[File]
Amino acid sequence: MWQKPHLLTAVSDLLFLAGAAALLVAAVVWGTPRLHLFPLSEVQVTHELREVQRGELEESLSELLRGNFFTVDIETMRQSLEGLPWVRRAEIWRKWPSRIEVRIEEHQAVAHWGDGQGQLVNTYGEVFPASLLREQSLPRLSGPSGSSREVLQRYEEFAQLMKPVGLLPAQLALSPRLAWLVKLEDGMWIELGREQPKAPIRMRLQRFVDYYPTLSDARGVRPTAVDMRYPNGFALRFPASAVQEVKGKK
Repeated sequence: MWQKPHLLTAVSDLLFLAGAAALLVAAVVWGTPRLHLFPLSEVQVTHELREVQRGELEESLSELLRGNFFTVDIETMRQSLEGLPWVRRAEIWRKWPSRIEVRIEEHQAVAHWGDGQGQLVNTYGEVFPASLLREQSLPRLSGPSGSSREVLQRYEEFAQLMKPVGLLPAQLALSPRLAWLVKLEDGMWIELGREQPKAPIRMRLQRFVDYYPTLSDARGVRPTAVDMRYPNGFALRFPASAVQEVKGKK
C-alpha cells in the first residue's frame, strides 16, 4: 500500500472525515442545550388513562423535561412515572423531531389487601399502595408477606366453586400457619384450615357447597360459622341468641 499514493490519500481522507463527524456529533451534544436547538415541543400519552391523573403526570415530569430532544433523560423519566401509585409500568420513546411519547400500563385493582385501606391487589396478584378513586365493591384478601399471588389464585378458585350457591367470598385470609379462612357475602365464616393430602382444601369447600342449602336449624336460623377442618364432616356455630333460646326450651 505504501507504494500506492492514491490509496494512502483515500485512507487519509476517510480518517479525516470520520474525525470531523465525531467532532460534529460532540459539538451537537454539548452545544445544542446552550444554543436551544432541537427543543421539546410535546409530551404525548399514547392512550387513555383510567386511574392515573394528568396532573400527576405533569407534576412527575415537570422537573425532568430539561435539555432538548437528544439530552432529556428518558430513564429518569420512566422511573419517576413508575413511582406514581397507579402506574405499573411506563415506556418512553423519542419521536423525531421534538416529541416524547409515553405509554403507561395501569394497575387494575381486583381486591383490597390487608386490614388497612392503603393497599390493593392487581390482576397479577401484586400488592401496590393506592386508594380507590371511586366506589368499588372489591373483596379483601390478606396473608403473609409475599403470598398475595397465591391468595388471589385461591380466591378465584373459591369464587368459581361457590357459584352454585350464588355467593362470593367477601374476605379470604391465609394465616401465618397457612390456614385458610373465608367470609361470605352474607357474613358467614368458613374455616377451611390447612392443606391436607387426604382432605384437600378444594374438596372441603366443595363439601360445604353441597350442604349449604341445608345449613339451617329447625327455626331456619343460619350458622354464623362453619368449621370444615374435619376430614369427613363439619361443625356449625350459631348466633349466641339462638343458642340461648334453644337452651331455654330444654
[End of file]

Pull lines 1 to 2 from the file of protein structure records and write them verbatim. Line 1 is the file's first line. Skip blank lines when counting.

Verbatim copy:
Amino acid sequence: MWQKPHLLTAVSDLLFLAGAAALLVAAVVWGTPRLHLFPLSEVQVTHELREVQRGELEESLSELLRGNFFTVDIETMRQSLEGLPWVRRAEIWRKWPSRIEVRIEEHQAVAHWGDGQGQLVNTYGEVFPASLLREQSLPRLSGPSGSSREVLQRYEEFAQLMKPVGLLPAQLALSPRLAWLVKLEDGMWIELGREQPKAPIRMRLQRFVDYYPTLSDARGVRPTAVDMRYPNGFALRFPASAVQEVKGKK
Repeated sequence: MWQKPHLLTAVSDLLFLAGAAALLVAAVVWGTPRLHLFPLSEVQVTHELREVQRGELEESLSELLRGNFFTVDIETMRQSLEGLPWVRRAEIWRKWPSRIEVRIEEHQAVAHWGDGQGQLVNTYGEVFPASLLREQSLPRLSGPSGSSREVLQRYEEFAQLMKPVGLLPAQLALSPRLAWLVKLEDGMWIELGREQPKAPIRMRLQRFVDYYPTLSDARGVRPTAVDMRYPNGFALRFPASAVQEVKGKK